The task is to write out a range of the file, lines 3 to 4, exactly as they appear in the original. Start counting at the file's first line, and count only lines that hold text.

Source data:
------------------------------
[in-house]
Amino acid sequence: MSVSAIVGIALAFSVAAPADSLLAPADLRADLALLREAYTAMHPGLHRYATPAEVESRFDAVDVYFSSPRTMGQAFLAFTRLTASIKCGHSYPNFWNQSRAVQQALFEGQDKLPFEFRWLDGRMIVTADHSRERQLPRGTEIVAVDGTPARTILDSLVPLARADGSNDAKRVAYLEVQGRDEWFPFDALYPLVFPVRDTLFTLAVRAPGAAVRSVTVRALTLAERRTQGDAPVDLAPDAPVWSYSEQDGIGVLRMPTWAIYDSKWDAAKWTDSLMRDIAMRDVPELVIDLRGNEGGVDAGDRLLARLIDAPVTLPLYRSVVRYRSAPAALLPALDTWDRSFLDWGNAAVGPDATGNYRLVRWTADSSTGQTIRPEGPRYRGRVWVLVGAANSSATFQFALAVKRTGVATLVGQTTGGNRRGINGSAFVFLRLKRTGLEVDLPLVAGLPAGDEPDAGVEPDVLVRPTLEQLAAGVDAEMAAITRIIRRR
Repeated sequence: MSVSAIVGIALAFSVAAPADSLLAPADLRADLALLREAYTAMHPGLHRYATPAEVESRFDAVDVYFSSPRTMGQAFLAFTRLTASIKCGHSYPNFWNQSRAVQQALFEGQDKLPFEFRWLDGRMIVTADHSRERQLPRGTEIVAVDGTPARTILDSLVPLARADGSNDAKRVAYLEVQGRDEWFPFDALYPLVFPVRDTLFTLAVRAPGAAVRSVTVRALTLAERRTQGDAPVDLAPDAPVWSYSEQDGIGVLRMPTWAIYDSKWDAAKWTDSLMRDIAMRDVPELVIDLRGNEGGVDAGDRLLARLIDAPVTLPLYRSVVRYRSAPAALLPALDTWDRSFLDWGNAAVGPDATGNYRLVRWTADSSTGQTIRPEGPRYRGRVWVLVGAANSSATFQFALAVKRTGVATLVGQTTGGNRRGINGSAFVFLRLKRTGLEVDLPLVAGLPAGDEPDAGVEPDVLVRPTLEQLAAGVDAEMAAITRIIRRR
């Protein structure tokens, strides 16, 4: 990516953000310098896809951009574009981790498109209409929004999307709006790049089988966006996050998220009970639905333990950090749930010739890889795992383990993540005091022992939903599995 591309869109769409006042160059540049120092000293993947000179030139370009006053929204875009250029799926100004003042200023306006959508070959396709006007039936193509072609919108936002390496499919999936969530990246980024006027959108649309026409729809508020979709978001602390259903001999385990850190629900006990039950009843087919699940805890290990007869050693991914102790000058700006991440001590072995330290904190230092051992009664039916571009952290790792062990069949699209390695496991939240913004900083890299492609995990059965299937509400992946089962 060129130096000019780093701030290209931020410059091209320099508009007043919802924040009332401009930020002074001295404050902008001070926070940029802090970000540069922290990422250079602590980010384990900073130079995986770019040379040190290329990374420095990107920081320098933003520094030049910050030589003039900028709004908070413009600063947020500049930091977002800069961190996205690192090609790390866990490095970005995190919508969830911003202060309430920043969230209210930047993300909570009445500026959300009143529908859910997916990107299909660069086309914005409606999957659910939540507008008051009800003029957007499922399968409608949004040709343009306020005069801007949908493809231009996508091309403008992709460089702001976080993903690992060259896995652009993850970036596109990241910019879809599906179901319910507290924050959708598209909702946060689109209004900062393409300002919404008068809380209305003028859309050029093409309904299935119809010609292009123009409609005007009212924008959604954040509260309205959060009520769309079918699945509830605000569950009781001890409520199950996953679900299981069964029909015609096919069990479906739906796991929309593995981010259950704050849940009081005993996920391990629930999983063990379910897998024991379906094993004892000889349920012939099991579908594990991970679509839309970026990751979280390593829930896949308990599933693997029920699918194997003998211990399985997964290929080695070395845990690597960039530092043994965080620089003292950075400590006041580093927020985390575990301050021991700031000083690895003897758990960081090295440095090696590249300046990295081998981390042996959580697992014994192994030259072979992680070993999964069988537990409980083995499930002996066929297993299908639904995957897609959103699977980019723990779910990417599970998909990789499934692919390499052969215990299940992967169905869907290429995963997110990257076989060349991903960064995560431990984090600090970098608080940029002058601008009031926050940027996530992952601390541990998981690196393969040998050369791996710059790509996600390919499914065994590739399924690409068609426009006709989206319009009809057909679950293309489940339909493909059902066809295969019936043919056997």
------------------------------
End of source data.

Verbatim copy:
Repeated sequence: MSVSAIVGIALAFSVAAPADSLLAPADLRADLALLREAYTAMHPGLHRYATPAEVESRFDAVDVYFSSPRTMGQAFLAFTRLTASIKCGHSYPNFWNQSRAVQQALFEGQDKLPFEFRWLDGRMIVTADHSRERQLPRGTEIVAVDGTPARTILDSLVPLARADGSNDAKRVAYLEVQGRDEWFPFDALYPLVFPVRDTLFTLAVRAPGAAVRSVTVRALTLAERRTQGDAPVDLAPDAPVWSYSEQDGIGVLRMPTWAIYDSKWDAAKWTDSLMRDIAMRDVPELVIDLRGNEGGVDAGDRLLARLIDAPVTLPLYRSVVRYRSAPAALLPALDTWDRSFLDWGNAAVGPDATGNYRLVRWTADSSTGQTIRPEGPRYRGRVWVLVGAANSSATFQFALAVKRTGVATLVGQTTGGNRRGINGSAFVFLRLKRTGLEVDLPLVAGLPAGDEPDAGVEPDVLVRPTLEQLAAGVDAEMAAITRIIRRR
């Protein structure tokens, strides 16, 4: 990516953000310098896809951009574009981790498109209409929004999307709006790049089988966006996050998220009970639905333990950090749930010739890889795992383990993540005091022992939903599995 591309869109769409006042160059540049120092000293993947000179030139370009006053929204875009250029799926100004003042200023306006959508070959396709006007039936193509072609919108936002390496499919999936969530990246980024006027959108649309026409729809508020979709978001602390259903001999385990850190629900006990039950009843087919699940805890290990007869050693991914102790000058700006991440001590072995330290904190230092051992009664039916571009952290790792062990069949699209390695496991939240913004900083890299492609995990059965299937509400992946089962 060129130096000019780093701030290209931020410059091209320099508009007043919802924040009332401009930020002074001295404050902008001070926070940029802090970000540069922290990422250079602590980010384990900073130079995986770019040379040190290329990374420095990107920081320098933003520094030049910050030589003039900028709004908070413009600063947020500049930091977002800069961190996205690192090609790390866990490095970005995190919508969830911003202060309430920043969230209210930047993300909570009445500026959300009143529908859910997916990107299909660069086309914005409606999957659910939540507008008051009800003029957007499922399968409608949004040709343009306020005069801007949908493809231009996508091309403008992709460089702001976080993903690992060259896995652009993850970036596109990241910019879809599906179901319910507290924050959708598209909702946060689109209004900062393409300002919404008068809380209305003028859309050029093409309904299935119809010609292009123009409609005007009212924008959604954040509260309205959060009520769309079918699945509830605000569950009781001890409520199950996953679900299981069964029909015609096919069990479906739906796991929309593995981010259950704050849940009081005993996920391990629930999983063990379910897998024991379906094993004892000889349920012939099991579908594990991970679509839309970026990751979280390593829930896949308990599933693997029920699918194997003998211990399985997964290929080695070395845990690597960039530092043994965080620089003292950075400590006041580093927020985390575990301050021991700031000083690895003897758990960081090295440095090696590249300046990295081998981390042996959580697992014994192994030259072979992680070993999964069988537990409980083995499930002996066929297993299908639904995957897609959103699977980019723990779910990417599970998909990789499934692919390499052969215990299940992967169905869907290429995963997110990257076989060349991903960064995560431990984090600090970098608080940029002058601008009031926050940027996530992952601390541990998981690196393969040998050369791996710059790509996600390919499914065994590739399924690409068609426009006709989206319009009809057909679950293309489940339909493909059902066809295969019936043919056997």